Do you know of an outstanding SPJ volunteer? Nominate that person for Volunteer of the Month by contacting Susan Stevens, Membership Committee member, at Please tell us briefly why you are nominating the person and why your nominee is worthy of recognition. Nominations are due the 5th of each month and announced by the 15th.

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Congratulations to Julie Asher, December Volunteer of the Month

Julie Asher

Julie Asher, now three-time president of the Washington, D.C., Pro Chapter, is SPJ’s Volunteer of the Month for December. Congratulations, Julie!

Here is how Julie found herself D.C. Pro president once again, in her words:

In late November, our D.C. Pro chapter board found itself without a president. Joe Cirone, elected last spring, resigned, citing increasing duties at work, another major volunteer commitment and other issues. So Region 2 Director Andy Schotz asked me if I could consider finishing Cirone’s term. I’m a former chapter president (2011-2013). I agreed. At our December 1 meeting, the board approved me stepping in, along with three others to fill vacancies on the board. We now have a full board for the first time in a long time.

Among my goals:

  • To keep the momentum going on the good programs we have had so far this year.
  • Support the major membership renewal drive/new member drive we’ve just launched. I want to see the SPJ chapter in our nation’s capital get some new life with more members. Out of that will come more volunteers. Getting more people involved in the work of SPJ at the chapter level -– on the board or on committees — is a main priority for me.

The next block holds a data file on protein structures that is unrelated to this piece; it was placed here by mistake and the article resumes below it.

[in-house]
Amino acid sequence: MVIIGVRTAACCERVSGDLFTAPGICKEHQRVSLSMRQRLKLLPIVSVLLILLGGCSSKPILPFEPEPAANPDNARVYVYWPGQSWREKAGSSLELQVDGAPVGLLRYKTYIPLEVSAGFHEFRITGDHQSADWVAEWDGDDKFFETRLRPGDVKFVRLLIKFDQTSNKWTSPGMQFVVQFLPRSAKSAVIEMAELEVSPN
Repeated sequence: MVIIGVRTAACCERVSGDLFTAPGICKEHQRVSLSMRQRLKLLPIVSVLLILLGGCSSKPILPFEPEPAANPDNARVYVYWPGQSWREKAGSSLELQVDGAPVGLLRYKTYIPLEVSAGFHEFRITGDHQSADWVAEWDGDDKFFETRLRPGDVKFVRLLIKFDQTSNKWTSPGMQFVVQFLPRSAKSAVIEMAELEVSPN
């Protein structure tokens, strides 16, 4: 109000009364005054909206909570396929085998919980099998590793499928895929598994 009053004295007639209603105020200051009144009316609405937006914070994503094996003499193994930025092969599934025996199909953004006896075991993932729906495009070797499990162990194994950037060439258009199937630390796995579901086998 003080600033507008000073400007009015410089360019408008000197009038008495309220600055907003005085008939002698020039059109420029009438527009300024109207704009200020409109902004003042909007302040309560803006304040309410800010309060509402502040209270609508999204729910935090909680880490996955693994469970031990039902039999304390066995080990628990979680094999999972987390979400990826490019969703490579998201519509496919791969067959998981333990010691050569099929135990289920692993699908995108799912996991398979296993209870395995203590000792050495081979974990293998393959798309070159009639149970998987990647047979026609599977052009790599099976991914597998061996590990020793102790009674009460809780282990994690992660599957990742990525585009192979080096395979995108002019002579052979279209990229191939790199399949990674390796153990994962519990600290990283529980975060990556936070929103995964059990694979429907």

• Encourage our chapter board be more proactive in issuing a statement when needed to remind lawmakers in this town — at all levels of government –- of their obligation to the public and the press to be transparent.

As for my “day” job, I am national editor at the Catholic News Service, an international daily religion news service for Catholic and other publications around the world. I am also the intern coordinator at CNS. I am a former Region 2 director for SPJ and besides being chapter president have been chapter vice president and once upon a time was chapter treasurer. Last year, I was chair of our Dateline/Hall of Fame dinner.

Julie was nominated by Bill McCloskey. Here’s what he says:

D.C. Pro Chapter former President Julie Asher stepped up when the 2014-15 chapter president abruptly resigned in late November and agreed to fill out his term. She was elected at a chapter board meeting. Julie had served two previous terms as president. She has been on the board for well over a decade. A number of senior board members rotated off the DC Pro board in recent years and the chapter will benefit from her institutional knowledge and willingness to serve.